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Verduzzo - a 'crazy' white
Name: Fred (left) & Joel Pizzini.
By Joel Pizzini, Pizzini Wines, King Valley, Victoria
Verduzzo is a crazy white variety that is considered to be the 'red drinker's white'. It is traditionally grown in Friuli-Venezia Giulia, in northern Italy. It is not the most important variety of the region, but Verduzzo can create some wonderful styles with great mouthfilling texture, complexity and long ageing capabilities.
The variety typically makes two distinct styles, dry and sweet. Ramandolo is the synonym for the sweeter versions, which are generally picked late. Bunches are partially dried prior to processing to retain the sweetness and the minimum allowable alcohol. A diverse range of foods can be served with Verduzzo.
In 1994 we grafted over a few vines in short rows with Verduzzo at the end of one of our vineyards. This was initially used to develop more buds to then graft to a larger vineyard and to experiment with winemaking.
We had little knowledge of growing Verduzzo when we took the plunge to produce it, but we had great faith in the King Valley's diverse climate and soils and its ability to produce a wide range of varieties and wine styles. It is the cool nature of the King Valley coupled with dogged determination that we hoped would help the variety prosper.
As we already had Nebbiolo and Sangiovese developing, we were looking for a different Italian white variety to complement the range. At the time, there was not the access to the bud material compared with other alternative varieties in Australia. We had come across Verduzzo in the Yarra Valley at the Bianchet family winery, and remember that their version was a great style of the variety and aged extremely well.
For the first few years we produced Verduzzo, it was just enough to make about 80 litres of wine to explore the potential and the styles it could make. The first feature we found was its amazing tannin structure, especially once fermentation was halfway through; the tannins are very astringent and quite reminiscent of light red varieties. It wasn't until 2001 that Pizzini Wines released its first commercial Verduzzo.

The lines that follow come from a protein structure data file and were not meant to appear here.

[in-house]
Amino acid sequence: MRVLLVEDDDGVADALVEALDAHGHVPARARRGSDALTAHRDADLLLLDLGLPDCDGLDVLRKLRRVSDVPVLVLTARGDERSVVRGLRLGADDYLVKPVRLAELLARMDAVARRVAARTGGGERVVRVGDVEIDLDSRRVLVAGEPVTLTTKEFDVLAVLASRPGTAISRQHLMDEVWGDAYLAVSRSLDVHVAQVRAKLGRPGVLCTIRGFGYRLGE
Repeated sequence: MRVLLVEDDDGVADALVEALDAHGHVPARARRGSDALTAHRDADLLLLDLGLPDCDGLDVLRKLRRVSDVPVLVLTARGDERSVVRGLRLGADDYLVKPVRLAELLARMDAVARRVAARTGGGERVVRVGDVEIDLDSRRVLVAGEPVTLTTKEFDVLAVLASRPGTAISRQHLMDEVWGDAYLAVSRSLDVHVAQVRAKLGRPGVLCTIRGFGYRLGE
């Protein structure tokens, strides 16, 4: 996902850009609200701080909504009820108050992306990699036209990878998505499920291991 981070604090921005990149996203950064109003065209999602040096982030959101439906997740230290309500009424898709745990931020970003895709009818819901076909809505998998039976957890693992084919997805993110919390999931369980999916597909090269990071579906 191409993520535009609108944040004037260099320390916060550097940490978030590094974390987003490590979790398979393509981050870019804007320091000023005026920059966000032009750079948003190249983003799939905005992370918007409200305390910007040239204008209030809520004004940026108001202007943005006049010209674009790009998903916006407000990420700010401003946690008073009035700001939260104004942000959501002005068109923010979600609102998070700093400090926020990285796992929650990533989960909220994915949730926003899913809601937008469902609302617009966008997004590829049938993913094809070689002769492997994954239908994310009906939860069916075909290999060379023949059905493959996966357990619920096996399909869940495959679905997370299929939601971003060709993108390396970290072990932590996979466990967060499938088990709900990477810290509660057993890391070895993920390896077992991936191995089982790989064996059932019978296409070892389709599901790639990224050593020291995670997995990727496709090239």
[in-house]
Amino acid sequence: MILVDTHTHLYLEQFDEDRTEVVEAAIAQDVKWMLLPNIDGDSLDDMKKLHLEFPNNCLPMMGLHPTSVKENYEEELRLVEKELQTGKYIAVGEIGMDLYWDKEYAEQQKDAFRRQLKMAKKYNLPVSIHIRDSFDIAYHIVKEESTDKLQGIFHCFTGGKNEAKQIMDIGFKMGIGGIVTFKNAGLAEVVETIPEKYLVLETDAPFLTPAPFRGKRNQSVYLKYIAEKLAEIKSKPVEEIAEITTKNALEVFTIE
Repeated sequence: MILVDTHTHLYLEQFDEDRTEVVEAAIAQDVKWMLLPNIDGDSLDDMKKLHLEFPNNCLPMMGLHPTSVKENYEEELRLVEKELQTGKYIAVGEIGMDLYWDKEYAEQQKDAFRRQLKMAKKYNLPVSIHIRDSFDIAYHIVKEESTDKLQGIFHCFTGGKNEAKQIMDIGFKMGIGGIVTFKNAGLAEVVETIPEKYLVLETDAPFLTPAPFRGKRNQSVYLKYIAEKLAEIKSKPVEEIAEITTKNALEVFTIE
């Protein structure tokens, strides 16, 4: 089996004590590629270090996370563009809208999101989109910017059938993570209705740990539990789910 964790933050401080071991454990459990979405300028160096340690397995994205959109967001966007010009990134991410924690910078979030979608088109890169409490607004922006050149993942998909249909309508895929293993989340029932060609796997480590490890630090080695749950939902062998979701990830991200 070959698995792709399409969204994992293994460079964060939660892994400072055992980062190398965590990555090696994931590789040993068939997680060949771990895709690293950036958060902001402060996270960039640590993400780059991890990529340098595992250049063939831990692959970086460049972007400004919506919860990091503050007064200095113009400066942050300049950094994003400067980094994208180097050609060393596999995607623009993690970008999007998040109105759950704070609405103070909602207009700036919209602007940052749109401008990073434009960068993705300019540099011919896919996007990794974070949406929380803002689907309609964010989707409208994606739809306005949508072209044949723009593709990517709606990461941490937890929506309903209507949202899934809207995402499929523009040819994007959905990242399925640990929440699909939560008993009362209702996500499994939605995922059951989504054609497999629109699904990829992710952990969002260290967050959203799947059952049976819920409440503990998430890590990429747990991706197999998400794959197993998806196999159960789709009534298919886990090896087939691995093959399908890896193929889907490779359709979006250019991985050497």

We eventually produced enough buds to graft an area of about 1ha of vines. The original vines were Sauvignon Blanc on Schwarzmann rootstock. The vines are planted on the river flats of the watershed of the King River, where the soil is a sandy clay loam. The vines are planted 2m apart and the row spacing is 3m.
The vines were trained on a double cordon and spur pruned to two-bud spurs and the foliage trained in a VSP fashion, with about 25% of canes allowed to hang down to allow airflow and sunlight to pass through the canopy. After veraison we passed through the vineyard and removed some of the excess shoots from around the clusters and the crown, mainly to improve sunlight penetration through the canopy and to aid hand-harvesting.
For the past few years we have observed that by training the vines this way, they produce a lot of water shoots and the yields were inconsistent and showing a slight biannual production. To control this tendency, last season we top-worked the vines to lay down new canes. The vines were retrained to an arched cane trellis system with 100% vertical shoot positioning.
Verduzzo has good botrytis resistance, but trellising in this way helped to space the fruit and allowed the clusters to hang freely. Airflow through the canopy was also improved and, as the size of the canopy was reduced, it made hand-picking much easier and quicker because the colour of the grapes are similar to the leaf colour.